"AUTO-PORTRAIT ZINE"

ADOBE PHOTOSHOP

In reflecting on a historical event that played a significant role in my life, I decided to choose the shooting of Akai Gurley and the trial of ex-NYPD cop Peter Liang as the main focus of my self-portrait zine. This event is responsible for conceiving the Chinese-American activist in me for many reasons, one being that it spawned enormous Asian-American rallies in support of Peter Liang all across the country. On February 20th, 2016, more than 15,000 Chinese-Americans protested in New York, my hometown, on behalf of the rookie police's trial. Among those 15,000 Chinese-Americans stood my mother, who, despite being a reserved, conservative Christian, fought for Gurley, Liang, justice, and, most surprisingly, the Asian-American voice for the first time. This Asian-American political protest was in fact the first for the majority of Asian participants, as there hasn't been a movement among our cultural community quite like this since the L.A. riots in in 1992. These 16 years of silence demonstrates the passiveness. indifference, and absence of a political voice among the Asian-American population. For me in particular, I accredit my passiveness to my Christian upbringing and identity which, to this day, I still wrestle with. In my self-portrait zine, I chose to use the image of a sheep, Jesus' sheep, and Peter Liang's scapegoat, as a means of illustrating my passiveness. As the stuffed toy sheep slowly turns into the slashed out sheep featured in Peter Liang's scapegoat posters, my quietness transforms from young innocence and naivety to something more troubling, confusing, problematic, and alarming. While reflecting on the powerful ideologies of afro-futurism, I also chose to incorporate time-travel in my piece as a powerful means of juxtaposing my mother's growth when she was my age and my growth. The piece, as it jumps from 1980s Beijing to 2000s New York to now, not only illustrates my timeline, my life, and my story, but also the timeline, lives, and stories, of many Chinese-Americans like me. The immigration story of my mother, and other immigrants alike, is a powerful one that I wanted to illustrate as well, as it is not only an integral part of my first generation Chinese-American identity, but it also tells the story of my mother's inspirational transition from being a simple, Chinese student to a full fledged American activist. It's not simply the trial of ex-NYPD cop Peter Liang that impacted my identity, but its effects on my mother, my heritage, my Chinese church, my cultural community, and my Christian faith that provoked me to create this self-portrait zine.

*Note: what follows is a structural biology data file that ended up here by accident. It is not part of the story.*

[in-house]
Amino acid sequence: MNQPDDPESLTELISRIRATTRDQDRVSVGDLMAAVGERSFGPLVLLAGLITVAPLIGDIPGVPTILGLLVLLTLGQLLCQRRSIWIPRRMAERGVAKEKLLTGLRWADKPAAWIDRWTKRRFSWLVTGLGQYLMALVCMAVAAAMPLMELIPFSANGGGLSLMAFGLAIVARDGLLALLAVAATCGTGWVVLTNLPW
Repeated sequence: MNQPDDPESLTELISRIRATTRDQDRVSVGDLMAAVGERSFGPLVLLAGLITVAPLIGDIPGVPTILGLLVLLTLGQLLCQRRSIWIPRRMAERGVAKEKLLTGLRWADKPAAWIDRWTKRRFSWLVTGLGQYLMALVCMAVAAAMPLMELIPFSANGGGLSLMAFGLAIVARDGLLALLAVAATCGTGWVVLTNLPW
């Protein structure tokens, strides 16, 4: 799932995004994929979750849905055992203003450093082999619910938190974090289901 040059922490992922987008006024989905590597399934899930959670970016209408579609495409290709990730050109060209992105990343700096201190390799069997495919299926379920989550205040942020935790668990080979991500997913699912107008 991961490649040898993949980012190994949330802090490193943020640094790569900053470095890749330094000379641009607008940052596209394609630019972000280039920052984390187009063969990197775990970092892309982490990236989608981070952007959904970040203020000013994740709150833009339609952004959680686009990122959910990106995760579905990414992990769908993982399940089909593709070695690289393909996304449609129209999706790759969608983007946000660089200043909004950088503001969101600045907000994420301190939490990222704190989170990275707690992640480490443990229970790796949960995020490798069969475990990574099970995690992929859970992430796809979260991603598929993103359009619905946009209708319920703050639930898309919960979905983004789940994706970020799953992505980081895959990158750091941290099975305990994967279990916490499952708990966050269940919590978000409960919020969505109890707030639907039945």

A conscious design choice I made throughout my self-portrait zine was to toggle between black and white and full color. In doing so, I not only draw the viewer's focus on select areas, but I also help the viewer visualize leaping through time.